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"Fat" Marching Ants: An Algorithmic Experimentation Using GDI+

"Marching ants" are a common UI feature in image editing programs but giving the ants a little more visual texture is a harder problem than you'd ever dream. This article discusses four different algorithms for making elegant, 3D ants with varying levels of performance, accuracy, and control.




Building the Right Environment to Support AI, Machine Learning and Deep Learning

arching ants are a colloquial term for the animated dotted-line that indicates a selected item or area by image-editing programs such as Adobe Photoshop and the GIMP. Traditionally, marching ants are implemented as a 1-pixel line. "Fat" marching ants (> 1 pixel wide) have a lot of visual appeal especially in 3D scenes, but are surprisingly difficult to implement correctly. I couldn't find a single reference to a "fat" marching ants algorithm. Fat marching ants could be used in 3D design and modeling programs to mark selected objects. The standard marching ants are not appropriate for this purpose because in 3D programs you often change your view (camera position) of the scene and expect the objects to be rendered according to the new view.

In this article I will present several algorithms to draw "fat" marching ants with arbitrary line widths and a nice 3D look. Each algorithm has its own trade-offs regarding performance, accuracy, and control. The demo code uses C#/GDI+. Some of the algorithms are completely generic and can be implemented easily in any programming language on any graphic system. Other algorithms rely on certain GDI+ facilities that may or may not be available elsewhere.

Traditional Marching Ants Algorithm
There are multiple ways to implement the traditional marching ants algorithm. One way is to use a slightly modified Bresenham line drawing algorithm. Bresenham's algorithm generates the line pixel by pixel. If a pixel belongs to an ant it is drawn otherwise the algorithm continues to the next pixel. The following code demonstrates how to determine if a given pixel should be drawn or not.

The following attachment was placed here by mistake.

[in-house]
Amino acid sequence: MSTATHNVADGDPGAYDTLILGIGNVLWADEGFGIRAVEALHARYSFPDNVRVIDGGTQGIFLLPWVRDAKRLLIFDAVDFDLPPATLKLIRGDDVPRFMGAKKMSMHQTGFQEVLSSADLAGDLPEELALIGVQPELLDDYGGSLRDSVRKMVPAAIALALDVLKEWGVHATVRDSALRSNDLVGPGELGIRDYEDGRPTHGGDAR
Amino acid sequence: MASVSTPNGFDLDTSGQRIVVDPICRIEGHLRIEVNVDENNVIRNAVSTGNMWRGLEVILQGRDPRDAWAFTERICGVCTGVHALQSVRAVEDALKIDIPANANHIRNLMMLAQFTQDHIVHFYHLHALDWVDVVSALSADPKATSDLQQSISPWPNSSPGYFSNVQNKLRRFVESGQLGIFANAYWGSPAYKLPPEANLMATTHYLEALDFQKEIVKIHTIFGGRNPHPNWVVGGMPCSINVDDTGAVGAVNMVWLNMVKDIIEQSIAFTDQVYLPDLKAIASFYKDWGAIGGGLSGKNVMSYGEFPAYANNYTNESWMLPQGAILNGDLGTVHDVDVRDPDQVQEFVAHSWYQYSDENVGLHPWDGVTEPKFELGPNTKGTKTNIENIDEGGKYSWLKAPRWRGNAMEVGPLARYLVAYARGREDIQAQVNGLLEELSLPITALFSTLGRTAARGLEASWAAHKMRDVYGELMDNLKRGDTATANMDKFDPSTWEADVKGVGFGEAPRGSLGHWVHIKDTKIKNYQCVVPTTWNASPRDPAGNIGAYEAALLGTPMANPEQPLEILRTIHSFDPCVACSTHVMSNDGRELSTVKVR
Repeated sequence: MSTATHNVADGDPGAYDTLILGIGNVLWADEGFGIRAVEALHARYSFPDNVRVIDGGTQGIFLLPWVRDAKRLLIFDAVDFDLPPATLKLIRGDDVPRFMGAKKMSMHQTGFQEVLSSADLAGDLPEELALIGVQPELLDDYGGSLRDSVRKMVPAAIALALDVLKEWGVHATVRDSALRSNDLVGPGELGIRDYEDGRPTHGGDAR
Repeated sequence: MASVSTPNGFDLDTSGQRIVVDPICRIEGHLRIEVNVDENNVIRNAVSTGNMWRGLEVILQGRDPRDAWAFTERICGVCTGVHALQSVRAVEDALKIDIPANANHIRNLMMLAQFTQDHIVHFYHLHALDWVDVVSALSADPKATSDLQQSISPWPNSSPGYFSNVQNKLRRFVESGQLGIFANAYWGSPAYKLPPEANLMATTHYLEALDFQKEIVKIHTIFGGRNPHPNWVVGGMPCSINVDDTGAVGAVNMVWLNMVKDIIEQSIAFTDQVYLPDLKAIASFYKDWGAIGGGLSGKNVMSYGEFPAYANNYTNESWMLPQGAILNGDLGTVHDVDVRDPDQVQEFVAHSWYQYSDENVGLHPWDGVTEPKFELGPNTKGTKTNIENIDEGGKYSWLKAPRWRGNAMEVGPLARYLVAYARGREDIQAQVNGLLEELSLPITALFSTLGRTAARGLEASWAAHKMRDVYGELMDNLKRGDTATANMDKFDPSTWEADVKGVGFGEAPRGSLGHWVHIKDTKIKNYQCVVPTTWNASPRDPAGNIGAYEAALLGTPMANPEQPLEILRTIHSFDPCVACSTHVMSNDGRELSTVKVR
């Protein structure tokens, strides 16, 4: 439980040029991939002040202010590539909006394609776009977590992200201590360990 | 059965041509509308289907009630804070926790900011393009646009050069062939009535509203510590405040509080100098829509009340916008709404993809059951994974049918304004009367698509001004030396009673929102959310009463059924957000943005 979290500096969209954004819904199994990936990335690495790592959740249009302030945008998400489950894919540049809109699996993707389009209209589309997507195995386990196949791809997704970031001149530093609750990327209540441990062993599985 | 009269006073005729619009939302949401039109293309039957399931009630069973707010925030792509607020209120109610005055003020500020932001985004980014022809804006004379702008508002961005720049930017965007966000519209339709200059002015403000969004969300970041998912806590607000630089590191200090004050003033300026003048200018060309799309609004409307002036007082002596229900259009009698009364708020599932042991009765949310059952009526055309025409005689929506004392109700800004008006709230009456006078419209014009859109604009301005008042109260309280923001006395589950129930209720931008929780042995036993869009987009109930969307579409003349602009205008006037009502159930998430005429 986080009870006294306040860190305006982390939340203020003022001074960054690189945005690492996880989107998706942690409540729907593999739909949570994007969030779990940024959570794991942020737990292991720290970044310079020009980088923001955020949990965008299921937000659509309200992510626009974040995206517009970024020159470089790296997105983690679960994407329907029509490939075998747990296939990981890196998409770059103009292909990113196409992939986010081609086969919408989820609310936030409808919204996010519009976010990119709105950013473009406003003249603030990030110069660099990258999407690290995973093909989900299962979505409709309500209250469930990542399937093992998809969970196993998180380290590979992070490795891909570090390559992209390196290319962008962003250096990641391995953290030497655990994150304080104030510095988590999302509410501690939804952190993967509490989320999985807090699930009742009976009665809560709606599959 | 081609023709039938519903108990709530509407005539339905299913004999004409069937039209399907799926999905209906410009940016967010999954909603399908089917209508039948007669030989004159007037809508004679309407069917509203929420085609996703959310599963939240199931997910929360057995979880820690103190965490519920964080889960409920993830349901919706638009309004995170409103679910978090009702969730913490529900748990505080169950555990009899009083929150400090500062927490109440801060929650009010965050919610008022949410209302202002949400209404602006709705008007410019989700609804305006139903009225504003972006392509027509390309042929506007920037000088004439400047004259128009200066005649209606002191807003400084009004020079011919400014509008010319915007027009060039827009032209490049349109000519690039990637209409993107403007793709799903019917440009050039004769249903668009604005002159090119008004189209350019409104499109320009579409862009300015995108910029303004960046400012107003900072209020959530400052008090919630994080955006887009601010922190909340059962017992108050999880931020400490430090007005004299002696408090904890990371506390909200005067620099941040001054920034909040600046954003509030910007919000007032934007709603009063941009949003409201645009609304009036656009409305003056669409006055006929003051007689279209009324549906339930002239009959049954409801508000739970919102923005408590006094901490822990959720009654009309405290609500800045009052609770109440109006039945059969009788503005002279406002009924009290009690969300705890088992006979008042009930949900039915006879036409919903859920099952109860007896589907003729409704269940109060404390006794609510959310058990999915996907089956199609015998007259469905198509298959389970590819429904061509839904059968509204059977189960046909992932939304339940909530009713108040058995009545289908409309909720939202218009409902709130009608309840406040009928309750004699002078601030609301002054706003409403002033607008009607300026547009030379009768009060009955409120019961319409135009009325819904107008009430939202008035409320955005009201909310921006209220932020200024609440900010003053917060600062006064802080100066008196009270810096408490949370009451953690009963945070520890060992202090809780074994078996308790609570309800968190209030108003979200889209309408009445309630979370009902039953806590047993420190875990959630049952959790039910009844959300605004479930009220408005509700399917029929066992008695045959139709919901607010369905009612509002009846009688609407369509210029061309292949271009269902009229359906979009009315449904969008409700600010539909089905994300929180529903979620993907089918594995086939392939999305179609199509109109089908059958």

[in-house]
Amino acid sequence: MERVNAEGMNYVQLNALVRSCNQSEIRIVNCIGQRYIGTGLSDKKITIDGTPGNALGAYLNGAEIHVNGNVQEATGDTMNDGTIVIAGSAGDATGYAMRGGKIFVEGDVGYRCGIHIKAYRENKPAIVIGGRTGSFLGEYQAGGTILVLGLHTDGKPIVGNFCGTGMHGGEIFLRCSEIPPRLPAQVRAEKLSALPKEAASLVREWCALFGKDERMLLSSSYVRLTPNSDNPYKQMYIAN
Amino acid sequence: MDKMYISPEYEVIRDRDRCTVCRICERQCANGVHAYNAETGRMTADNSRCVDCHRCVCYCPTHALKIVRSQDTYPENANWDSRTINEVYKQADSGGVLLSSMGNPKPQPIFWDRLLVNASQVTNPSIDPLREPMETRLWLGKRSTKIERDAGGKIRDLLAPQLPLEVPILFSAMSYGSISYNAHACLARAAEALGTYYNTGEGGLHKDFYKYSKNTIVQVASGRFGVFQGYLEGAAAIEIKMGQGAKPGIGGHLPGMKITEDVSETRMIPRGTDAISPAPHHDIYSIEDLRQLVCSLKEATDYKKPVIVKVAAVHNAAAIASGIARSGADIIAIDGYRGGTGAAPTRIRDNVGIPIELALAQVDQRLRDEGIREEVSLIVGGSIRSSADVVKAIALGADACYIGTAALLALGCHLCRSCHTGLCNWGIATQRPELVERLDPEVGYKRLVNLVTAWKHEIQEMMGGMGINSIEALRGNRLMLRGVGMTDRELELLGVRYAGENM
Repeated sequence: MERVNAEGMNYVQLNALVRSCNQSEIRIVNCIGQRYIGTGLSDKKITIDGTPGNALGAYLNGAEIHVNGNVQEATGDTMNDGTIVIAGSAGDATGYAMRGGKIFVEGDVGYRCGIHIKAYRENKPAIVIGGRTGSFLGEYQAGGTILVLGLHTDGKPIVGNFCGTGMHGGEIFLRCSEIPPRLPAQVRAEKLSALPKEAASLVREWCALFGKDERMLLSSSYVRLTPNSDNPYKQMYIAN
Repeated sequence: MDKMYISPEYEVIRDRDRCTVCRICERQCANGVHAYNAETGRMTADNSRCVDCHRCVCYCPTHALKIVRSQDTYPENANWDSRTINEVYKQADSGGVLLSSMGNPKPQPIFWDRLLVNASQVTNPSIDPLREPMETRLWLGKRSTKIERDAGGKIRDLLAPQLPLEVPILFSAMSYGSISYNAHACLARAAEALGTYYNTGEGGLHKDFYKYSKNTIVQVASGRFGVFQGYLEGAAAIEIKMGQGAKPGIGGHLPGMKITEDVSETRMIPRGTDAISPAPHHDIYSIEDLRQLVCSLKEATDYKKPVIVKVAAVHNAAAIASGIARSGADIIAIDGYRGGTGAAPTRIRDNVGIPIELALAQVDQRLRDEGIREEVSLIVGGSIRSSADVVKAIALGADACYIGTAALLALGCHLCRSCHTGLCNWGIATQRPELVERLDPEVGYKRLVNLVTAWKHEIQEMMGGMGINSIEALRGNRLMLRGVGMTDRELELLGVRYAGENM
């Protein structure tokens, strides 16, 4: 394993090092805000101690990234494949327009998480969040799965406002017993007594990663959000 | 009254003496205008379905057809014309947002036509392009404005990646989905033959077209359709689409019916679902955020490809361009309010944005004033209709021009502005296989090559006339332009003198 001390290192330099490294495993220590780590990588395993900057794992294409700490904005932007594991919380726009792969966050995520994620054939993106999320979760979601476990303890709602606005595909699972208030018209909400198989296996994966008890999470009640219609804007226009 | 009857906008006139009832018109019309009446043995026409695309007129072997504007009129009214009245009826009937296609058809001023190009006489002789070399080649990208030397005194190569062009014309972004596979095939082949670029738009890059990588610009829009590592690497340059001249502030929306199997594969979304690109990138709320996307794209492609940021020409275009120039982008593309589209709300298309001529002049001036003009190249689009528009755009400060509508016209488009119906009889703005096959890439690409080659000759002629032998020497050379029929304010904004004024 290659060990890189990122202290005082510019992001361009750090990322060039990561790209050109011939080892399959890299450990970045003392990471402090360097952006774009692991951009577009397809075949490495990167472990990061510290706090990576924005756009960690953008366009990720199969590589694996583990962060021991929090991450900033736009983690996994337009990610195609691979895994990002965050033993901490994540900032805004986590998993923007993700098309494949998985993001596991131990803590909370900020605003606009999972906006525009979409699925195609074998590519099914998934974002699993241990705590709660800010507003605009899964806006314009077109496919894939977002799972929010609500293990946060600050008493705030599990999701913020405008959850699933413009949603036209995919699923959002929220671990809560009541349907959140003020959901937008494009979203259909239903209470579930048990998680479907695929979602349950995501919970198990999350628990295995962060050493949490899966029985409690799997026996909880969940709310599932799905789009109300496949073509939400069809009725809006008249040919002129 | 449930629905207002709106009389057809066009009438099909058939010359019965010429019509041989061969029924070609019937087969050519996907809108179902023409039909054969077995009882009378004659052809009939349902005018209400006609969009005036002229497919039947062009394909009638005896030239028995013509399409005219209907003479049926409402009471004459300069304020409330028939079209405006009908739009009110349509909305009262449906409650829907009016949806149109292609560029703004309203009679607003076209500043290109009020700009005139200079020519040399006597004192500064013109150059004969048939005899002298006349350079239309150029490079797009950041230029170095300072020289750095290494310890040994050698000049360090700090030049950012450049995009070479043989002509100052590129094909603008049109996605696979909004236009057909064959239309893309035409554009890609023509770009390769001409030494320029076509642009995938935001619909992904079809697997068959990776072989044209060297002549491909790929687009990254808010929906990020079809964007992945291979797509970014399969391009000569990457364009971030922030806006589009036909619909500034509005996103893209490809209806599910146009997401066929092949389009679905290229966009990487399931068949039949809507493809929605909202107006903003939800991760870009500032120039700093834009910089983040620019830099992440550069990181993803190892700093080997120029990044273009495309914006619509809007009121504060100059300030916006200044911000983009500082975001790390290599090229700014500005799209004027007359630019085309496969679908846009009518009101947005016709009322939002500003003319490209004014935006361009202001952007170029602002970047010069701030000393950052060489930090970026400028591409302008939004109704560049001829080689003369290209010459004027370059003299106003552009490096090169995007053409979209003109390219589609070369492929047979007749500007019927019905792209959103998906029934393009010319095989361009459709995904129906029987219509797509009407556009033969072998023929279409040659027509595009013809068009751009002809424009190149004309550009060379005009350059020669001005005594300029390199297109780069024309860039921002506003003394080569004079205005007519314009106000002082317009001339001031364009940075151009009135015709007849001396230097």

... int quotient = (i+offset+m_antLength+m_antGap) % (m_antLength+m_antGap); if (quotient <= m_antLength) { ... }

That's about it. In order to achieve the animated effect the dotted-line is rendered in incremental offsets every timer tick. The important thing about marching ants is that they don't march along a single line but multiple joined lines (see Figure 1). This raises the question of drawing partial ants at the ends of line segments. Consider an ant of length 10 pixels and a gap (between ants) of 5 pixels. If the last ant along a line segment had room for only 3 pixels (i.e. a line length of 33 pixels, including two full ants, 2 gaps, and one partial ant) then its remaining 7 pixels should be drawn at the beginning of the next line segment (see circled area in Figure 2).

Figure 1. This is the traditional look of marching ants: thin and two dimensional.
Figure 2. The total number of pixels in an ant, even when split between two line segments, remains constant.

Requirements for Fat Marching Ants

Figure 3. A fat ant has a very distinct geometry with two parallel line segments and two parallel arcs at either end, creating a direction-centric capsule shape.
Visually arresting "fat" marching ants are difficult. If you want to dazzle your sweetheart with a polished, elegant algorithm you will have to sweat it. Here are my requirements:
  • The lines should be thick (duh!)
  • The ants should have a 3D look
  • The ants should turn corners gracefully (joined lines)
  • The direction of the march should be obvious
  • The motion should be smooth
You can see a close-up of a fat ant in Figure 3. Before moving on to the algorithms themselves let me introduce a quick TLA (Three Letter Acronym): FMA, which stands for Fat Marching Ants.

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